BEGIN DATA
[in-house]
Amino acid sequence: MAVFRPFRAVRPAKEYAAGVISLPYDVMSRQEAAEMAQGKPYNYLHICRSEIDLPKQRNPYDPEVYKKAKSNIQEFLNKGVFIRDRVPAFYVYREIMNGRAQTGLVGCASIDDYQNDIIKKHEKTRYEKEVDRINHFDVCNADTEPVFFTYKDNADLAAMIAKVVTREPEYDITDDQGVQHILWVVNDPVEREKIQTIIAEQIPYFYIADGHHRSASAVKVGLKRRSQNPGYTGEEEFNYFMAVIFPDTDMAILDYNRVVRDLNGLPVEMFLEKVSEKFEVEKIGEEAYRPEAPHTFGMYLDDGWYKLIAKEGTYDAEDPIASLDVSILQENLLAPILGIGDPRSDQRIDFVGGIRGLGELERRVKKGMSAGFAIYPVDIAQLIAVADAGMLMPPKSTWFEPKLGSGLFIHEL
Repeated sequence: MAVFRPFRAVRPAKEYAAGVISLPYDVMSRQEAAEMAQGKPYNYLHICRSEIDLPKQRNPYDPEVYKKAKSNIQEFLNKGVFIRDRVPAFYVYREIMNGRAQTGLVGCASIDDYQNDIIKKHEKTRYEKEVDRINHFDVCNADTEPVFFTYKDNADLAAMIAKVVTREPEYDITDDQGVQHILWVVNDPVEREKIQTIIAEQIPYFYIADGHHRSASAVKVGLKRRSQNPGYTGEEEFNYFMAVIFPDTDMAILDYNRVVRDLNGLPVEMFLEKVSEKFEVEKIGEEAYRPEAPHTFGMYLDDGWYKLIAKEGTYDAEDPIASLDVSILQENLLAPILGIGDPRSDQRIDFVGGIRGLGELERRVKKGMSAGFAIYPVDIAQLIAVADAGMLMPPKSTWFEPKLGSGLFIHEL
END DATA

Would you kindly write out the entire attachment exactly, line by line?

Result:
[in-house]
Amino acid sequence: MAVFRPFRAVRPAKEYAAGVISLPYDVMSRQEAAEMAQGKPYNYLHICRSEIDLPKQRNPYDPEVYKKAKSNIQEFLNKGVFIRDRVPAFYVYREIMNGRAQTGLVGCASIDDYQNDIIKKHEKTRYEKEVDRINHFDVCNADTEPVFFTYKDNADLAAMIAKVVTREPEYDITDDQGVQHILWVVNDPVEREKIQTIIAEQIPYFYIADGHHRSASAVKVGLKRRSQNPGYTGEEEFNYFMAVIFPDTDMAILDYNRVVRDLNGLPVEMFLEKVSEKFEVEKIGEEAYRPEAPHTFGMYLDDGWYKLIAKEGTYDAEDPIASLDVSILQENLLAPILGIGDPRSDQRIDFVGGIRGLGELERRVKKGMSAGFAIYPVDIAQLIAVADAGMLMPPKSTWFEPKLGSGLFIHEL
Repeated sequence: MAVFRPFRAVRPAKEYAAGVISLPYDVMSRQEAAEMAQGKPYNYLHICRSEIDLPKQRNPYDPEVYKKAKSNIQEFLNKGVFIRDRVPAFYVYREIMNGRAQTGLVGCASIDDYQNDIIKKHEKTRYEKEVDRINHFDVCNADTEPVFFTYKDNADLAAMIAKVVTREPEYDITDDQGVQHILWVVNDPVEREKIQTIIAEQIPYFYIADGHHRSASAVKVGLKRRSQNPGYTGEEEFNYFMAVIFPDTDMAILDYNRVVRDLNGLPVEMFLEKVSEKFEVEKIGEEAYRPEAPHTFGMYLDDGWYKLIAKEGTYDAEDPIASLDVSILQENLLAPILGIGDPRSDQRIDFVGGIRGLGELERRVKKGMSAGFAIYPVDIAQLIAVADAGMLMPPKSTWFEPKLGSGLFIHEL